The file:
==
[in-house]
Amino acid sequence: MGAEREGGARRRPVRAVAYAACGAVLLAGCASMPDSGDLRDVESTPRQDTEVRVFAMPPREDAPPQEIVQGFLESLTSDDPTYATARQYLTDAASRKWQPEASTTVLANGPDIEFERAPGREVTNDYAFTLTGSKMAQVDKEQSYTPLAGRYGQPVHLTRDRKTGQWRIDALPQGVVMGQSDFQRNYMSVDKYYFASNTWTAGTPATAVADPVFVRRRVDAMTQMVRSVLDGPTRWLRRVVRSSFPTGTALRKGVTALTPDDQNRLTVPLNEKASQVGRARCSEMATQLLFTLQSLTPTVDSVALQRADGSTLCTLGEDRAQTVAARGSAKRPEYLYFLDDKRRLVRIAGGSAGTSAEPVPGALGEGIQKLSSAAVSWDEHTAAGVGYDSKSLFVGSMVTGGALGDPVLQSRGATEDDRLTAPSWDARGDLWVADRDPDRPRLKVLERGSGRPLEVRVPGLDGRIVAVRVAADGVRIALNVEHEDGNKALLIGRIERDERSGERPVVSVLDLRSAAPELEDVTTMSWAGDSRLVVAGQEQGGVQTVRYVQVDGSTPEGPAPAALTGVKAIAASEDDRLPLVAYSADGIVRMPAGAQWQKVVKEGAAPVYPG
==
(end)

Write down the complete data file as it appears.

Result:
[in-house]
Amino acid sequence: MGAEREGGARRRPVRAVAYAACGAVLLAGCASMPDSGDLRDVESTPRQDTEVRVFAMPPREDAPPQEIVQGFLESLTSDDPTYATARQYLTDAASRKWQPEASTTVLANGPDIEFERAPGREVTNDYAFTLTGSKMAQVDKEQSYTPLAGRYGQPVHLTRDRKTGQWRIDALPQGVVMGQSDFQRNYMSVDKYYFASNTWTAGTPATAVADPVFVRRRVDAMTQMVRSVLDGPTRWLRRVVRSSFPTGTALRKGVTALTPDDQNRLTVPLNEKASQVGRARCSEMATQLLFTLQSLTPTVDSVALQRADGSTLCTLGEDRAQTVAARGSAKRPEYLYFLDDKRRLVRIAGGSAGTSAEPVPGALGEGIQKLSSAAVSWDEHTAAGVGYDSKSLFVGSMVTGGALGDPVLQSRGATEDDRLTAPSWDARGDLWVADRDPDRPRLKVLERGSGRPLEVRVPGLDGRIVAVRVAADGVRIALNVEHEDGNKALLIGRIERDERSGERPVVSVLDLRSAAPELEDVTTMSWAGDSRLVVAGQEQGGVQTVRYVQVDGSTPEGPAPAALTGVKAIAASEDDRLPLVAYSADGIVRMPAGAQWQKVVKEGAAPVYPG